I've heard inklings about this technology before, but since it's covered in today's New York Times leading up to Mitsubishi's 2006 line show, we'll be hearing a lot more about it soon. The so-called big-screen company has announced a new rear-projection DLP technology that replaces the tried-and-true lamp-based microdisplay light engine with three lasers, one each for red, green, and blue.
Compared to current DLP HDTVs, the most promising aspect of the technology seems to be its ability to deliver deeper blacks. Current lamp-driven projection technologies require the lamp to be permanently switched on, which can cause internal reflections and other issues that contribute to a lighter shade of black onscreen. Since the lasers switch off entirely, they have the potential to create a pure black, according to the company. Mitsubishi also claims that the laser light source can produce better color, is more efficient, and has an essentially "permanent" life span, as opposed to the bulb, which needs to be replaced every 3,000 hours or so in standard DLPs. Current DLPs also use a color wheel that can introduce rainbows, artifacts that the three-color lasers would likely eliminate or greatly reduce.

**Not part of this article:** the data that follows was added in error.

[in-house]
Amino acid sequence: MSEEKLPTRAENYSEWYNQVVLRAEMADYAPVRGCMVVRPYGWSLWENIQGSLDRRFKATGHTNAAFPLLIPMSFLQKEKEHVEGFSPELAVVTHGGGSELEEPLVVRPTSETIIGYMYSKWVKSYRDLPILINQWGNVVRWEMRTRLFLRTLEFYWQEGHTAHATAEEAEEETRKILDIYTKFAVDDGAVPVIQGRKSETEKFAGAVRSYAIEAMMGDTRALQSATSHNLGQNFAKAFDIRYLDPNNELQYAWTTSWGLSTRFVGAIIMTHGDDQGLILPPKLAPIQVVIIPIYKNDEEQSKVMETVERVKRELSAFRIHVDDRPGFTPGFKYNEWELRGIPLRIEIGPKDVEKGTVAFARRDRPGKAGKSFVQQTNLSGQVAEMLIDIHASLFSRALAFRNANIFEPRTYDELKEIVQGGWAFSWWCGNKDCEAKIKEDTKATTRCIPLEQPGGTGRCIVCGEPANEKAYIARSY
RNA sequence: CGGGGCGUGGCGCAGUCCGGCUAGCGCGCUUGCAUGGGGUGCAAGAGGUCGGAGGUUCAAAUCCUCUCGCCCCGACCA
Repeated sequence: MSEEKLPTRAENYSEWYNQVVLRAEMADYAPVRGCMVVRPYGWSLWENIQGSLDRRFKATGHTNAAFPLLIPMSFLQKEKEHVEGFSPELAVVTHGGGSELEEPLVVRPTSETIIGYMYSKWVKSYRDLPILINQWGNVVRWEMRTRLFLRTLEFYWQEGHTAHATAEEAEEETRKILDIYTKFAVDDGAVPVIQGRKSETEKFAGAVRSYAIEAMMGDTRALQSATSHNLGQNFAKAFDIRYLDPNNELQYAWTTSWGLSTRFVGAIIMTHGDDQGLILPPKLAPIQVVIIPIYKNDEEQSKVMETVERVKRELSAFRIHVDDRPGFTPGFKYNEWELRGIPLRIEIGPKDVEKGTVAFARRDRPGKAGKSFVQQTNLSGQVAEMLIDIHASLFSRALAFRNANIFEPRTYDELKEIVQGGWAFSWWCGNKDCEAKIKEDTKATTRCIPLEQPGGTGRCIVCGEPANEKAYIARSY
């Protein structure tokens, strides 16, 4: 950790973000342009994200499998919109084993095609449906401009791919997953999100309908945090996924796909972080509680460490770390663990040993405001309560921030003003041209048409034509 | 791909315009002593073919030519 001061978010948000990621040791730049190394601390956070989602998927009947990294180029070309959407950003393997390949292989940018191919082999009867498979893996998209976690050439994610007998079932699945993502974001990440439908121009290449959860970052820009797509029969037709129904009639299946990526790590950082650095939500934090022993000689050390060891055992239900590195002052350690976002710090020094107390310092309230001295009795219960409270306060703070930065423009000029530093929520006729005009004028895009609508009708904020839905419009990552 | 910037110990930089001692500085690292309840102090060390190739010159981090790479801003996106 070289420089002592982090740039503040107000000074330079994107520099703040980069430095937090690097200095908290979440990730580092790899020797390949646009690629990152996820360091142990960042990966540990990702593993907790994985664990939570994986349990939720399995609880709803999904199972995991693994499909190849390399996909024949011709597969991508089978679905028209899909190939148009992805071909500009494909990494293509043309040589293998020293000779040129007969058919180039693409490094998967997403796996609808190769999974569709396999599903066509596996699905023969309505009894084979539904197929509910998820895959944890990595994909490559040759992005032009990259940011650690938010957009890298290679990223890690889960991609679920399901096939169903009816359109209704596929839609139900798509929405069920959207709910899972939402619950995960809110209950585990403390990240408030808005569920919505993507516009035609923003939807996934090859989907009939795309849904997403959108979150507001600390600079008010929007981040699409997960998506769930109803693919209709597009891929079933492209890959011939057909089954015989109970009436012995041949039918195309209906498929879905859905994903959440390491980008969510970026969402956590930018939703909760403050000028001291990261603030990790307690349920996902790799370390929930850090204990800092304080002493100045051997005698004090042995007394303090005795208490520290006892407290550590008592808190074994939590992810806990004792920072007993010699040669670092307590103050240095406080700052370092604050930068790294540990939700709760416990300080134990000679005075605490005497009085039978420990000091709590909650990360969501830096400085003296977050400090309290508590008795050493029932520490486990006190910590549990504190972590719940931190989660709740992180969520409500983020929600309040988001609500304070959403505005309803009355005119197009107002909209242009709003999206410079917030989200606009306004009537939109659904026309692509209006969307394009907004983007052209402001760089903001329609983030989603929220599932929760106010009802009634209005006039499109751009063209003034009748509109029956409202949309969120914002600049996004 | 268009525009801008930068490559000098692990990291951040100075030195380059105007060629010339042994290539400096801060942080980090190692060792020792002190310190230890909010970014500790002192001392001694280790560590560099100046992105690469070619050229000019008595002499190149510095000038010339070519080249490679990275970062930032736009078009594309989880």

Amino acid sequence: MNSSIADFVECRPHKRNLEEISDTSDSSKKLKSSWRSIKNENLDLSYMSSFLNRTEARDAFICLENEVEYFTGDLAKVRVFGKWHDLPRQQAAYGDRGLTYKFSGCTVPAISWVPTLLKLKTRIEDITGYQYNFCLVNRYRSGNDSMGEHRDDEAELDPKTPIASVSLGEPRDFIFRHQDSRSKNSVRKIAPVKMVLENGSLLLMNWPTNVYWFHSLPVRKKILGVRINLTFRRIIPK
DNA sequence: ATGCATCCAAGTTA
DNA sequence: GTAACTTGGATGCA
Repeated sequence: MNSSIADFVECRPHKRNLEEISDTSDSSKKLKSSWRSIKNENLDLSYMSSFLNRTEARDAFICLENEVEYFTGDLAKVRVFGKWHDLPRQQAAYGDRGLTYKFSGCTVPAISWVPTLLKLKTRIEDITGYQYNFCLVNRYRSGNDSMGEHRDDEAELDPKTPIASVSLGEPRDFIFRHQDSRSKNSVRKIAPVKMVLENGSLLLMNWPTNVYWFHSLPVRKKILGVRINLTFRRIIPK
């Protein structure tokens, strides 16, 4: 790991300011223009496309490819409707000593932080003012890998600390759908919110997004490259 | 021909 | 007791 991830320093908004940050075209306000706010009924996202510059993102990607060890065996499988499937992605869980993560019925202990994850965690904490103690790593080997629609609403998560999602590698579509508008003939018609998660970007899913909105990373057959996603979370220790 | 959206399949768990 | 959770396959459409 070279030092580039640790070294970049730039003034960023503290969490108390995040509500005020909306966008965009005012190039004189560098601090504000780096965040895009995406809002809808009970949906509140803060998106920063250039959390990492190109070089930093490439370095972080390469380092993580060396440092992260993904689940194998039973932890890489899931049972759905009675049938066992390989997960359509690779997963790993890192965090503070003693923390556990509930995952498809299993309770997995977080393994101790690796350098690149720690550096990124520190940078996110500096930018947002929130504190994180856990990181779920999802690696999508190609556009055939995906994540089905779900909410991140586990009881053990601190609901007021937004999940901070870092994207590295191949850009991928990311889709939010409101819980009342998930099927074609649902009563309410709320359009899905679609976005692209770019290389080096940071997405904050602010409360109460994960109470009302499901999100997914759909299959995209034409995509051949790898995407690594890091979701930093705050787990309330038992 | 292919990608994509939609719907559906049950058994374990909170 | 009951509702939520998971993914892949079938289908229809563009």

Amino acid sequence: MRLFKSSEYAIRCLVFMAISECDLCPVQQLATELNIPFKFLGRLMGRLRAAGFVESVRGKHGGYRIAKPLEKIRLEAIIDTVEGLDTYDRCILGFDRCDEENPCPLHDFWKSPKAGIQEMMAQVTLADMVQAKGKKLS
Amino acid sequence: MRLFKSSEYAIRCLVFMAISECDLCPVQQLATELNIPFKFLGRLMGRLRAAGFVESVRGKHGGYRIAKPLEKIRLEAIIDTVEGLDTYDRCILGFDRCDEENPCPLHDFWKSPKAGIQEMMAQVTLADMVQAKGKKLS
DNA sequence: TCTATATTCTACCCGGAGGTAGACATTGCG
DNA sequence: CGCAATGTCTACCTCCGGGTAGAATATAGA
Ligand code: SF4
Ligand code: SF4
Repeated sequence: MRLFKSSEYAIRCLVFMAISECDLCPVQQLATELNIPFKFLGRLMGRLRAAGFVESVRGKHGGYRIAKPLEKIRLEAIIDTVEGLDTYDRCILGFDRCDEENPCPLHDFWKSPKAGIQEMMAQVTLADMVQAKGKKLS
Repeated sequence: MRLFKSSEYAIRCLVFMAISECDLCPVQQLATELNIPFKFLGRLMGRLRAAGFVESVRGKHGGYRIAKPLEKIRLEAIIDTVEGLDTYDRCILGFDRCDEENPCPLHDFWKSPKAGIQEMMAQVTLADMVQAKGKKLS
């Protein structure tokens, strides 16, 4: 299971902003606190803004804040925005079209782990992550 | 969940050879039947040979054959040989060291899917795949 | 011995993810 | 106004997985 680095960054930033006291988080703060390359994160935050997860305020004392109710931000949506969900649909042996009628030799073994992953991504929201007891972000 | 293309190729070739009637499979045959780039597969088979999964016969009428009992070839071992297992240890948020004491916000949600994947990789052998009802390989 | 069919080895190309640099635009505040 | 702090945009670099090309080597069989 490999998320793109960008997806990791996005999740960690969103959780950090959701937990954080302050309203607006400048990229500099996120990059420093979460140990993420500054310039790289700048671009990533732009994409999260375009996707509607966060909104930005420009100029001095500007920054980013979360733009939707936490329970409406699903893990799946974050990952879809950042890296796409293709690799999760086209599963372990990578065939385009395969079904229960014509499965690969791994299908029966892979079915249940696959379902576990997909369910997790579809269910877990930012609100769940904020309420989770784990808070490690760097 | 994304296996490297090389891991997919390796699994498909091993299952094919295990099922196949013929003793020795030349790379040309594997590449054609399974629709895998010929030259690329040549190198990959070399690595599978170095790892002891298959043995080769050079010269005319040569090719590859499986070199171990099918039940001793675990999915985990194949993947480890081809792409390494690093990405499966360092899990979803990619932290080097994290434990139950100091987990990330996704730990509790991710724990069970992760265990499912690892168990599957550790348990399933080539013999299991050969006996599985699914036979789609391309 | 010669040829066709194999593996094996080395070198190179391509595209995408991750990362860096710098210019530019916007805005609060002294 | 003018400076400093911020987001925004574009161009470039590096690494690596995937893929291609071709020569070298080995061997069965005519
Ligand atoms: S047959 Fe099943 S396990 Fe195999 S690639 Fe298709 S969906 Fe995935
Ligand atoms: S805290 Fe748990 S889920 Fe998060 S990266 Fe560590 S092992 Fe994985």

Mitsubishi concentrates primarily on rear-projection televisions, and so its spokespeople sourced in the Times did their best to contrast the laser-powered HDTVs with competing big-screen flat-panel plasmas. They claimed that since 4-inch-thick, 50-inch-diagonal plasmas require a 17-inch-deep stand, the new laser models will have comparable depth--but I doubt you'll want to hang one on the wall. They also said that prices for laser DLPs will be comparable to plasmas sized 52 inches or larger. I assume they mean plasmas such as Hitachi's 55HDT52, which lists for $5,900 and costs significantly less in stores. A $4,999 list price for a first-generation 52-inch laser HDTV sounds about right to me. The laser-powered sets aren't expected to hit stores until late 2007, at which time plasma prices will have fallen even further.
If this kind of alternate-lighting-for-projection technology sounds familiar, you may be remembering Samsung's LED-powered DLP that was announced at CES. HP said it will also deliver LED DLPs this year. For its part, Mitsubishi hasn't announced any LED-powered DLP big-screens, but the company will provide demos of its laser technology at its April 7 line show.
Update: According to Mitsubishi's rep, the target size for laser-powered DLP televisions is 62 inches, not 52 as mentioned in the Times story. Since comparably-sized plasmas and LCDs start at about $8000 today, that information suggests that the first laser-powered DLPs will probably cost more than the $5000 I initially estimated.